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PATIENT EMPOWERMENT IN HEMODIALYSIS AND PHYSICAL BARRIERS THROUGH COGNITIVE IMPAIRMENT

V. Henriques1, A. Anes1, D. Sardo2

1Universidade do Minho (PORTUGAL)
2Escola Superior de Enfermagem do Porto (PORTUGAL)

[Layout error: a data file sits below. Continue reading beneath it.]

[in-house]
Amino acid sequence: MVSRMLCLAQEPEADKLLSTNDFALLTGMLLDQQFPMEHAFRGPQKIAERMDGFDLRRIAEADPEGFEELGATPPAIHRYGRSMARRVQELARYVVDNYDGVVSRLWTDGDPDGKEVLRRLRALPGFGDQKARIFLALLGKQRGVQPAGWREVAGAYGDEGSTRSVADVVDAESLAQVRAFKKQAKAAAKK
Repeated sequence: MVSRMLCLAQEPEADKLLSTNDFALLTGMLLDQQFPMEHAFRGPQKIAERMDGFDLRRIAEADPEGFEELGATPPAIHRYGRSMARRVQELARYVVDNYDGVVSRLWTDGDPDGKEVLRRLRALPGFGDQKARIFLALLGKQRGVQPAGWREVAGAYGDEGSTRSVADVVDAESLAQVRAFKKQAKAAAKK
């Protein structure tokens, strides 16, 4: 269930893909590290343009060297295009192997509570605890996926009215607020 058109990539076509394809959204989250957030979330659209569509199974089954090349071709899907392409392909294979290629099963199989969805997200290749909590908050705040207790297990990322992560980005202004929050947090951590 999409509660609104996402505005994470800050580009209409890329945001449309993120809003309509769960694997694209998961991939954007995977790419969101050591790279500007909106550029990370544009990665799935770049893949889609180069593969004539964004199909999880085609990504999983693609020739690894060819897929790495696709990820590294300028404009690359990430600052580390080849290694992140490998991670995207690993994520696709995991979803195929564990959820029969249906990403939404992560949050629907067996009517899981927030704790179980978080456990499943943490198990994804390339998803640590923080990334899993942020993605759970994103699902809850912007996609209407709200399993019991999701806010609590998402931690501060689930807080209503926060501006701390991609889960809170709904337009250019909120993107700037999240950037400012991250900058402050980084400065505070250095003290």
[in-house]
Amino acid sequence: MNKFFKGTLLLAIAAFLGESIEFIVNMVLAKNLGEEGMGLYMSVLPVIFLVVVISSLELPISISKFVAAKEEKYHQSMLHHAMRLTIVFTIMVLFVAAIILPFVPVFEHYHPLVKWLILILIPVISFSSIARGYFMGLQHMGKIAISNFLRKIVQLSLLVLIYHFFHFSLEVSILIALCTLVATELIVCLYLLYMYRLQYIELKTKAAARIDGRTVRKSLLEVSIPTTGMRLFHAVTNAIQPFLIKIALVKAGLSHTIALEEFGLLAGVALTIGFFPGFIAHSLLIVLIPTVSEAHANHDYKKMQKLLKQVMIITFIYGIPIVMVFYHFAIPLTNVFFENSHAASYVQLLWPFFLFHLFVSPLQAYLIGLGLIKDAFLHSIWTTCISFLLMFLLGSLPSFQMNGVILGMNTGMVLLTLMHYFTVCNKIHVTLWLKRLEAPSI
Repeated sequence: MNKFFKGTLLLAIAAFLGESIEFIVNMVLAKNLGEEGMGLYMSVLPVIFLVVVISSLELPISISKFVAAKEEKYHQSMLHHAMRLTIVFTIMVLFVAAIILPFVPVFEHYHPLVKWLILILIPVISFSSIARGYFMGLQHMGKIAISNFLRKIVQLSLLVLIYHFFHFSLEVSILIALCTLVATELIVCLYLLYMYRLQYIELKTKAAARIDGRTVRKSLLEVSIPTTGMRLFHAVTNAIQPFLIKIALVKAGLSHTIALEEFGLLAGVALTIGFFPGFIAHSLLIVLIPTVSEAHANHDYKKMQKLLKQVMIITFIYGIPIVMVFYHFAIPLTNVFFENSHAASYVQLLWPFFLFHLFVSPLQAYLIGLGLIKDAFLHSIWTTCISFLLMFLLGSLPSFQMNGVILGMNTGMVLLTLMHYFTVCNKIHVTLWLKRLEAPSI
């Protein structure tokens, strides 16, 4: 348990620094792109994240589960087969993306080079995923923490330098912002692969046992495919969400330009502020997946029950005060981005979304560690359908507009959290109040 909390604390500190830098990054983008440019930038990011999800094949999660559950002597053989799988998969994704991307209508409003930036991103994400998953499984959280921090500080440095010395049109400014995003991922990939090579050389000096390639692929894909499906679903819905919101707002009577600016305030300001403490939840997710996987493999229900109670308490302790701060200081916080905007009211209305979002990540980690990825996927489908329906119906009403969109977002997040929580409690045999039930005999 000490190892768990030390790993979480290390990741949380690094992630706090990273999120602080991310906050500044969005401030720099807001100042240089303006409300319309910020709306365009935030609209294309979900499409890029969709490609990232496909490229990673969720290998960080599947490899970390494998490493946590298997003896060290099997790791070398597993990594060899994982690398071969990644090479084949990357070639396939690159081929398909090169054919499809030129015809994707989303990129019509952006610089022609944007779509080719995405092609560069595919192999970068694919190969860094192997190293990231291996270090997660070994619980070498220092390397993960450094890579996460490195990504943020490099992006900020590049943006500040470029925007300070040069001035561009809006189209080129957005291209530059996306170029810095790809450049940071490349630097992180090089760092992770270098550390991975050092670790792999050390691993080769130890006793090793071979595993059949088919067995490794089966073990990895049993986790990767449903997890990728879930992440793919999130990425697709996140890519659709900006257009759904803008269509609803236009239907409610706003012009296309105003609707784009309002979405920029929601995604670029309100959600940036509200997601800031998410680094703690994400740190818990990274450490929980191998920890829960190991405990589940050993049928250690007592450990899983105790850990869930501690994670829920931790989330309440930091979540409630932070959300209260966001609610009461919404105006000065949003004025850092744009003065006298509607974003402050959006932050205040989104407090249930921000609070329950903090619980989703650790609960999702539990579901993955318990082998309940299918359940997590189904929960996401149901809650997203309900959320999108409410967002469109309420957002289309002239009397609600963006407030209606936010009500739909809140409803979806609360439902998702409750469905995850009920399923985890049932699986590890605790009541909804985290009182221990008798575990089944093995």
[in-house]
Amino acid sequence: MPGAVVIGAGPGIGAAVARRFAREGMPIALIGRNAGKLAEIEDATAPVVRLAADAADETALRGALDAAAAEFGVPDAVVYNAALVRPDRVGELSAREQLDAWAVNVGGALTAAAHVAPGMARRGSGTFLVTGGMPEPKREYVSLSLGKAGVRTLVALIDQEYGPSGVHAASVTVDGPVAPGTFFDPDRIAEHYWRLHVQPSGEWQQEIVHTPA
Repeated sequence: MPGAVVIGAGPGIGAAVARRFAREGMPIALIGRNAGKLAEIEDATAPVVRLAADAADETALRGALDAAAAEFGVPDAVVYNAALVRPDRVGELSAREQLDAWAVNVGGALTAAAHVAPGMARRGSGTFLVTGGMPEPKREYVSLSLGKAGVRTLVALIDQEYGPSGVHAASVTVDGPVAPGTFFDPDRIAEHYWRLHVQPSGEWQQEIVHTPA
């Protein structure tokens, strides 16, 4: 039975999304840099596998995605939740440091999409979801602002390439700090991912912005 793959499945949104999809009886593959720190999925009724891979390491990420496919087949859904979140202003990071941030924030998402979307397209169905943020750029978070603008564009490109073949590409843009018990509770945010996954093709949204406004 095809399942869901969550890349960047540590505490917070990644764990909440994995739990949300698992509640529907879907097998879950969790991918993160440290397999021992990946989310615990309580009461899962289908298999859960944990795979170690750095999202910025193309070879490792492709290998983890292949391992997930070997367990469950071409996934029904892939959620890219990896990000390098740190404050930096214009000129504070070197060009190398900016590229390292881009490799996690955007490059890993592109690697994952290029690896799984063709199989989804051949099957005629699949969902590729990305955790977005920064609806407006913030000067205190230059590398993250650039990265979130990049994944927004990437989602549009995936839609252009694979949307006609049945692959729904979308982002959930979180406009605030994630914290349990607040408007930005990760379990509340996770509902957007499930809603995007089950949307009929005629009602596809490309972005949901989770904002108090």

The education program for health in hemodialysis always showed up as one of the critical components in adherence to treatment itself. Being one of the pillars that determines the quality of living conditions and the journey of those who are on dialysis, the learning program is part of a multidisciplinary platform which integrates clinical expertise, patient education and comprehensive supportive services. The International Guidelines state that an adequately resourced dialysis education program is an essential requisite for patients with progressive chronic kidney disease who need to make choices about their treatment and their new lifestyle. This is clear the case, as Knowles (1970) refers as the learning experience to create change. In a platform in which everything has a vital importance and in which the several dimensions (such as the degree of motivation, the amount of previous experience, the level of engagement in the learning process, and how the learning is applied) are fundamental to ensure the effectiveness of the education in health program, we are forced to focus our survey in one parameter that negatively affects learning in the hemodialysis education program and presents itself as a barrier to learning - the cognitive impairment. This survey aimed to establish data about the education in health program in clinical environment focusing on the relationship of learning process and the assessing of cognitive impairment in hemodialysis patient. Using a cross-sectional study, we administered the Mini-Mental State Examination [MMSE] to 29 hemodialysis patients (34.48% female and 65.52% male) representing all population non-dependents in a Dialysis Clinic in Braga, Portugal. The maximum score was set as 30 and poor cognition was defined as a cut-score of 24 (23 and below). We establish a strategy of crossing-over the cognitive impairment data with its relationship with clinical data, etiology of Chronic Kidney Diseases, comorbidities; necessity of caregiver; laboratory assessment (creatinine, urea, calcium, phosphorus, hemoglobin and the correction of total urea removal (Kt) for volume of distribution (Kt/v) [mean of the last three months]). The target biochemical parameters were recommended by the International Guidelines. In this present study, 27.59% of hemodialysis patients were classified as having cognitive impairment. We found that hemodialysis patients with diabetes mellitus had higher risk for poor cognitive function even after adjusting for covariates and when associated with heart diseases. In addition, we also found a relationship between higher levels of blood urea and lower score of Mini-Mental State Examination among hemodialysis patients. Nevertheless, we were able to determine that for values of kt/v = 1.37 the efficacy under hemodialysis treatments overcame the risk factor for mental impairment. Cognitive impairment in hemodialysis patients might hinder them from complying with dialysis schedules, medications, and dietary restrictions. Therefore, cognitive function should be monitored to achieve better outcomes. Regarding the health care educators they have an extraordinary role by redirect and focus their energies on assessing individual learning styles, motivation, relative past experiences, level of engagement, and willingness to apply the learning. A collaborative effort between educator and learner will maximize success.